The road to becoming operationally carbon neutral

Charles Haresnape, CEO at Gatehouse Bank, discusses the growing demand for ethical finance providers and how businesses can become operationally carbon neutral.

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Charles Haresnape | Gatehouse Bank
19th January 2023
Charles Haresnape Gatehouse
"As consumers become increasingly environmentally conscious, more and more organisations are identifying multiple avenues through which they can help combat the effects of climate change."

Climate change remains a pressing global issue, with greenhouse gas concentrations having reached record highs and the UN warning that urgent action is needed to achieve the goals laid out by the Paris Climate Agreement. Concluding the COP27 summit in Egypt, UN Secretary General, António Guterres, reiterated that more needs to be done to drastically reduce emissions now, stating that “the world still needs a giant leap on climate ambition.”

However, many around the world are claiming their power to enact change, for example, through everyday measures, such as opting for ethical finance providers. This is the case particularly among younger generations, where a recent study commissioned by Gatehouse Bank found that almost two thirds (65%) of those aged 18 to 24 would continue to choose an ethical savings account, even if it offered lower returns.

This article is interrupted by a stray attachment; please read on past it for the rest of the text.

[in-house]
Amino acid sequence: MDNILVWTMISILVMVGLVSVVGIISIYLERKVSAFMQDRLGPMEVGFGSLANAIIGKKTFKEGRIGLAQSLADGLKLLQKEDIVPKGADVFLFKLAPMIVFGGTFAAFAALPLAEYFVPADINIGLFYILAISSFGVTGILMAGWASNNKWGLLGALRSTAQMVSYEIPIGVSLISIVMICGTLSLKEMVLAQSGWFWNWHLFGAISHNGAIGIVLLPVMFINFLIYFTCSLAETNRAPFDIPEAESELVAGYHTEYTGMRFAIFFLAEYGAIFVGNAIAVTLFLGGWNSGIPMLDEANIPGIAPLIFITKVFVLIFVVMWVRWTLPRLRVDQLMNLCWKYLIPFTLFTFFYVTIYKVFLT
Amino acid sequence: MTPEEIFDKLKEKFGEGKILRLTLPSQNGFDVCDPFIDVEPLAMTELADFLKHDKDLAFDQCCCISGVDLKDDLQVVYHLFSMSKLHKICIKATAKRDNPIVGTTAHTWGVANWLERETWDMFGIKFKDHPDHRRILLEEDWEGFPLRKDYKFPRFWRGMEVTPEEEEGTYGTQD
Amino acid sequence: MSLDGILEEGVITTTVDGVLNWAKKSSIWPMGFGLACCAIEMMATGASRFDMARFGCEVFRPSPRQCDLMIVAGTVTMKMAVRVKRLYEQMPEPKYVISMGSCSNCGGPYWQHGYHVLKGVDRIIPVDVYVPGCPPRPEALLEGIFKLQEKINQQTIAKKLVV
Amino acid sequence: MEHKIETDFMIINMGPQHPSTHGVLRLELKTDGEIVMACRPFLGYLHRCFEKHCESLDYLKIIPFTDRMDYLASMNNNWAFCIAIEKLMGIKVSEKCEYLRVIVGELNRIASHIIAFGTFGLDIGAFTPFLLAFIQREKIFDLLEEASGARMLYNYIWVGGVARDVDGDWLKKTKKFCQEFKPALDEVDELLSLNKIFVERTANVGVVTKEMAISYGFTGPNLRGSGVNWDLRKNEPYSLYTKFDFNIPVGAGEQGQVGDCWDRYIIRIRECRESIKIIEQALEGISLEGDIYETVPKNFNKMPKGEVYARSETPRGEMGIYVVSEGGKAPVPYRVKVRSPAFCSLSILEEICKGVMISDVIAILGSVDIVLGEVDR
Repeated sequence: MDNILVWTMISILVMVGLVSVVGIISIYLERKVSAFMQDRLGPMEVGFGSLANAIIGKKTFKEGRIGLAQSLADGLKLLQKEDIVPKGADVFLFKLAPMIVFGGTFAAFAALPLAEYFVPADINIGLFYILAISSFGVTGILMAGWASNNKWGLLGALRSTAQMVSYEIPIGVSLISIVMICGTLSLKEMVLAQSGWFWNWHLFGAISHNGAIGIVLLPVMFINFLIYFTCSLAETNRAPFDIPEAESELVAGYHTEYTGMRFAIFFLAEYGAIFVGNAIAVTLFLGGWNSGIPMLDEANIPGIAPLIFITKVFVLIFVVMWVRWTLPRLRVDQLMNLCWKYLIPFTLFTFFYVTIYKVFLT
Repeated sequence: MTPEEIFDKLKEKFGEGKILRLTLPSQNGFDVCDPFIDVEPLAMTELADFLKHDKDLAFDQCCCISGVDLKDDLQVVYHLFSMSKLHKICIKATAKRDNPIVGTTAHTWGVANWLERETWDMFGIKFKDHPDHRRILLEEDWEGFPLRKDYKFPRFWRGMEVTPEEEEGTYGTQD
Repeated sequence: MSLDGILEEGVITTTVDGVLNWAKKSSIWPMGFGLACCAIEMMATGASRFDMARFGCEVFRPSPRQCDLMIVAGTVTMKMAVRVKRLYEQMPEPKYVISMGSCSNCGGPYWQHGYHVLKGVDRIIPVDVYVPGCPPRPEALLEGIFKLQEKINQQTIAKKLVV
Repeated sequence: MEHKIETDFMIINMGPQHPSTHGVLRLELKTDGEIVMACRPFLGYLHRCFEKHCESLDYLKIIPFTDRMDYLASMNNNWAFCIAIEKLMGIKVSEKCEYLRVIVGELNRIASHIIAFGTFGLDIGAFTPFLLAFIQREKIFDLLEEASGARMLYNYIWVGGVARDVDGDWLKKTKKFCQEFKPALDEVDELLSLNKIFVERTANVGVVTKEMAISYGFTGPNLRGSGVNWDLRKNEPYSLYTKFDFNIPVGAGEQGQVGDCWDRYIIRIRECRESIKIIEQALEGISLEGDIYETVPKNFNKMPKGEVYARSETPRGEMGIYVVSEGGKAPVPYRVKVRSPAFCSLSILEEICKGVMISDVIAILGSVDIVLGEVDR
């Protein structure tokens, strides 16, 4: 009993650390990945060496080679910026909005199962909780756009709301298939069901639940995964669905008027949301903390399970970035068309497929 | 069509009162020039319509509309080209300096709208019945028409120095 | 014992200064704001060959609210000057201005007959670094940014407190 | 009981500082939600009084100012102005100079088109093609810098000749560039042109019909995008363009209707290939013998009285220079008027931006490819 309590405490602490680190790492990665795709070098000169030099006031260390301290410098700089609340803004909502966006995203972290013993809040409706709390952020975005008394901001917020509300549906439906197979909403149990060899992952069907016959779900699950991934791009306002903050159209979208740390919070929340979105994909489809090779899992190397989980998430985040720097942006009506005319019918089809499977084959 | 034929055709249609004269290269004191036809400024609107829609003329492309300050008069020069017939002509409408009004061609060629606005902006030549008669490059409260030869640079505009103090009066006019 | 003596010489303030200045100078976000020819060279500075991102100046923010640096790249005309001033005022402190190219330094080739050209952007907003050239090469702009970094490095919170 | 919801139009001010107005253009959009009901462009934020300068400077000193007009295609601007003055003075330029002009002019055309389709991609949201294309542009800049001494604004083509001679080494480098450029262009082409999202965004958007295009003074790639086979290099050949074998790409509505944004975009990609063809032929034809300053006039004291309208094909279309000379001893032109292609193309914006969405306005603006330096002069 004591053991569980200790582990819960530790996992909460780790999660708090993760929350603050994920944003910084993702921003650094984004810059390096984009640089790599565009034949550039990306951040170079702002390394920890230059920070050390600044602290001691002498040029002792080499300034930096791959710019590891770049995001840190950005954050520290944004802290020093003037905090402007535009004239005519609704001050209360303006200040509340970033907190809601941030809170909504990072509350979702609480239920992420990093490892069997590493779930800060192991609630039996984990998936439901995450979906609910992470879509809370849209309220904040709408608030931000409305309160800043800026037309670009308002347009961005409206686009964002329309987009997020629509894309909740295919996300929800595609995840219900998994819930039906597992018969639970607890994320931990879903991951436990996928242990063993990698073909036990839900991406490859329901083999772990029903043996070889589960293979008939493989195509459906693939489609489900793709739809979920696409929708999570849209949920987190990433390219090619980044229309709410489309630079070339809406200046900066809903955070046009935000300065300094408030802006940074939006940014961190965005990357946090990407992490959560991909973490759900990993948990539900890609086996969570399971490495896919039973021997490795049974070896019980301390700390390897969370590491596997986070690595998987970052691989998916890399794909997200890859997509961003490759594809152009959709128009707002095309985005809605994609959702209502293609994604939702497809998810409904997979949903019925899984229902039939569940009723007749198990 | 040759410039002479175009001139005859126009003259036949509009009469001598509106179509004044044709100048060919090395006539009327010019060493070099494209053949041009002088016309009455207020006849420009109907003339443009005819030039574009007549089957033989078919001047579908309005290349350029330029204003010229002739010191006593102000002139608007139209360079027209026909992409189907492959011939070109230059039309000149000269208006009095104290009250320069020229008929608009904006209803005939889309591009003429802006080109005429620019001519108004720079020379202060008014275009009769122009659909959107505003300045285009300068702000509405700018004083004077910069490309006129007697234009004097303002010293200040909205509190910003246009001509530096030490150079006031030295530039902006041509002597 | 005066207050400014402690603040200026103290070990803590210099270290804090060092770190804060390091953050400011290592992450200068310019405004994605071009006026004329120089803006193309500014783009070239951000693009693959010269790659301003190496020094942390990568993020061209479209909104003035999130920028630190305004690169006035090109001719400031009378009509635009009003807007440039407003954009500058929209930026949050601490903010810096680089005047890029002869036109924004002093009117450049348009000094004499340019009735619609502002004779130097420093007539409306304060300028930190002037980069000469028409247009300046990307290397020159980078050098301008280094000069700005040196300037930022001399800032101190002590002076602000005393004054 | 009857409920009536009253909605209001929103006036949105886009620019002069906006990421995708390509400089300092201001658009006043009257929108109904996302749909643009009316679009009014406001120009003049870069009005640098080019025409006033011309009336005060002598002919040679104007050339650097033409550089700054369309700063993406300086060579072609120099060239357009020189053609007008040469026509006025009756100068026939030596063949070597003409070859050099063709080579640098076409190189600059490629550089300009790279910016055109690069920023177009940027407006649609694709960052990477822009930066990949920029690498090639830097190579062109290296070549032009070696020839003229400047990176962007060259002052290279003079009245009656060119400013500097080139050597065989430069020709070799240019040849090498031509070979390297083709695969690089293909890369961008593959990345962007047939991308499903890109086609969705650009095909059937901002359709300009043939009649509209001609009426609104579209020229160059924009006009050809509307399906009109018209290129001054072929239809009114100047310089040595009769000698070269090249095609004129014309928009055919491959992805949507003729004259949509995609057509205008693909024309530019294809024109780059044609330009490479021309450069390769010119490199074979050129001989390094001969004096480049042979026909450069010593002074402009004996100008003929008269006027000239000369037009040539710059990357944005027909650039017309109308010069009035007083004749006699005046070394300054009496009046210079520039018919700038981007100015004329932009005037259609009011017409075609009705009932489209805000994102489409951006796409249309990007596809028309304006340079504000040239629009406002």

While banks and other financial services companies are becoming more aware of their impact on the planet, Carbon Neutral Britain calculates that businesses account for over 85% of the UK’s total greenhouse gas emissions. Corporate action must therefore continue to take place if we are to achieve global climate targets, beginning with significantly reducing our greenhouse gas emissions to reach net zero.

So, what steps could those at the start of this journey take towards becoming an operationally carbon neutral business?

Capturing data

For any business wishing to lower its carbon emissions, an important first step is to identify and measure its existing operational emissions to determine where the most impactful changes could be made.

At Gatehouse Bank, we first measured our operational carbon footprint for the year 2019, which involved capturing data on our existing emissions, including Scope 1, Scope 2, and selected Scope 3 emission categories.

Setting targets

Setting standardised, industry-wide targets lies in the hands of the government, but organisations should also set individual targets which are tailored to their business and sustainability goals.

For example, at Gatehouse Bank, one of our targets is to reduce emissions from business travel by 20% from the base year of 2019. We also aim to reduce our financed emissions in the future and have set targets to align our home finance portfolio with the temperature goals set by the Paris Climate Agreement.

While these targets are specifically tailored to our sustainability commitments, other organisations will choose to set their own ambitious goals. For example, businesses may consider the energy efficiency of their office buildings as well as whether they could reduce emissions caused by business travel. It also goes without saying that when office working is required, waste reduction and recycling policies should be in place.